* Kazakhstan to review asset sales by state firms
* Move follows arrest of key uranium figure
By Olzhas Auyezov and Maria Golovnina
ALMATY, June 2 (Reuters) - Kazakhstan said on Tuesday it will review all asset sales in strategic sectors after accusing a key metals industry official of stealing some of the country’s most lucrative uranium deposits.
The uranium probe in Kazakhstan, a former Soviet republic lying on a fifth of the world’s uranium reserves, comes at a time of higher demand for the radioactive metal due to the world’s renewed interest in nuclear energy.
It also highlights deep-seated divisions among the ruling class in an oil-rich country where President Nursultan Nazarbayev, in power for 20 years, has no clear successor.
Samruk-Kazyna, the state welfare fund controlling big state companies including Kazatomprom, said in a statement it will review all asset sales in sectors ranging from oil and gas to banks and telecoms.
The review will include cases where joint ventures were created or assets were transferred to establish new companies.
Foreign investors often operate their businesses via joint ventures with state companies in Kazakhstan, which has attracted more than $50 billion in foreign investment since independence.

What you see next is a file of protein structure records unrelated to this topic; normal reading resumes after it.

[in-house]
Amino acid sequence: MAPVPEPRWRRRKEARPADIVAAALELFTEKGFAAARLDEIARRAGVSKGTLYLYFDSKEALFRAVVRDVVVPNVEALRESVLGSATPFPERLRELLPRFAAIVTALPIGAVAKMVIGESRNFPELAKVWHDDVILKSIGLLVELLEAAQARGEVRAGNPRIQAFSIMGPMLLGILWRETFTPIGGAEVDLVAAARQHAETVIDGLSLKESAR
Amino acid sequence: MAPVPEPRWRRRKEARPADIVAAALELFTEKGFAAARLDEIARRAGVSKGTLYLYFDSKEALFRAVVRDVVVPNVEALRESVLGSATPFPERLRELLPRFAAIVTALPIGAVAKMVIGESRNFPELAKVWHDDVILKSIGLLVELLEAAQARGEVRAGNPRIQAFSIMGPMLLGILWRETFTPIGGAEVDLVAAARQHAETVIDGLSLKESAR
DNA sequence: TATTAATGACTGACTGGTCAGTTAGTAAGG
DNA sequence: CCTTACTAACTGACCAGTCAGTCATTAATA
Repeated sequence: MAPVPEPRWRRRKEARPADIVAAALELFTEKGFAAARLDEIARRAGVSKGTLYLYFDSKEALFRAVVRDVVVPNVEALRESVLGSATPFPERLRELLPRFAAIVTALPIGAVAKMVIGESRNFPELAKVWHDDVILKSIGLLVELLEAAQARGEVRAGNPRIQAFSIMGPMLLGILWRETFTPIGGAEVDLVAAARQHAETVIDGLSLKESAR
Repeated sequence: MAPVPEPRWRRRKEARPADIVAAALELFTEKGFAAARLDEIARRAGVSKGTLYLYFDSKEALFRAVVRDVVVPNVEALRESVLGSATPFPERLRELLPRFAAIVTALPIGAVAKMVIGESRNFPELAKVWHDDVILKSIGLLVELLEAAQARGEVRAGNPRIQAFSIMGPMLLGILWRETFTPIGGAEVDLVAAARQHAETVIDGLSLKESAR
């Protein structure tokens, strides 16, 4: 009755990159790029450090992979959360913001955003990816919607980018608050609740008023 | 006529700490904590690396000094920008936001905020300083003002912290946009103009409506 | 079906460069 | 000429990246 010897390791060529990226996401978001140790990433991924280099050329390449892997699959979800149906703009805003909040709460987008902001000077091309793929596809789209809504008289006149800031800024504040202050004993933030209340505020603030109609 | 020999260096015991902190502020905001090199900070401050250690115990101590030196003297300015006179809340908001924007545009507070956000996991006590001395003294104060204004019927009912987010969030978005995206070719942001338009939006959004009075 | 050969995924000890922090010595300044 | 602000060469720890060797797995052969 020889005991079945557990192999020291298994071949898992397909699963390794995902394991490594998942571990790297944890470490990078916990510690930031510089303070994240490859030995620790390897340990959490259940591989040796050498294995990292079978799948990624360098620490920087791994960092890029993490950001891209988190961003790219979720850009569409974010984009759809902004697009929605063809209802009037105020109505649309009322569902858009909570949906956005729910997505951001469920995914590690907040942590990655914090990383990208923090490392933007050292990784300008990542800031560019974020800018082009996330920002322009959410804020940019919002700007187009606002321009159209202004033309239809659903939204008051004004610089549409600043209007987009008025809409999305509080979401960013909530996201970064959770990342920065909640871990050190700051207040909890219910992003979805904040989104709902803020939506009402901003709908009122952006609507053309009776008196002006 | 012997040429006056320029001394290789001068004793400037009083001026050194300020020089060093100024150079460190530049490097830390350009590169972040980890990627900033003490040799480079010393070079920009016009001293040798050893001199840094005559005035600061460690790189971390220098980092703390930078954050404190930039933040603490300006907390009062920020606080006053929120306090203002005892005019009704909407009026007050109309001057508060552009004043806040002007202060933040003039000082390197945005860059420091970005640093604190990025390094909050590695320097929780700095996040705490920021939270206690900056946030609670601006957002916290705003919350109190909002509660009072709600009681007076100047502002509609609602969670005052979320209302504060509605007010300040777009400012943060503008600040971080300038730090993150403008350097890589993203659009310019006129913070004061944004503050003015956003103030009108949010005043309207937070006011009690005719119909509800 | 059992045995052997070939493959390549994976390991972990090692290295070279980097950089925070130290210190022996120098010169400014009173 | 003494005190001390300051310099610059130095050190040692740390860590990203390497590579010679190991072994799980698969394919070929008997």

Samruk said it will also audit the procurement process at state oil and gas company KazMunaiGas as well as the state railways company, both of which are under its control.
The Samruk announcement follows the arrest of Mukhtar Dzhakishev, former head of state uranium company Kazatomprom who was accused this week by the KNB security service of illegally gaining control over 60 percent of Kazakh uranium riches.
The KNB has quoted Dzhakishev as denying the charge. It said he had transferred ownership in uranium mines worth tens of billions of dollars to a number of offshore firms owned by him.
The case is a worry to foreign investors who have courted Kazakhstan and invested actively in its fields in recent years as uranium demand continued to grow in line with rising requirements for nuclear power to replace fossil fuels.
Japanese companies doing business in Kazakhstan said they were closely watching the case. Shares in Canada’s Uranium One, another uranium investor in Kazakhstan, have fallen sharply since news of Dzhakishev’s arrest. It said it was cooperating with the investigation.
The probe also has caused a stir in Kazakhstan, a tightly controlled nation where public debate is usually muted and where state media keeps a firm grip on controversial news items.
The opposition has publicly joined forces with top business leaders to express support for Dzhakishev and used open letters to appeal for justice.
In a statement on Tuesday, the opposition Azat party said the case will hurt “trust in the predictability and stability of Kazakh policy in the nuclear sector.” A headline in the state Kazakhstan Pravda daily said: “Uranium king loses his crown”.
Writing by Maria Golovnina; Editing by Keiron Henderson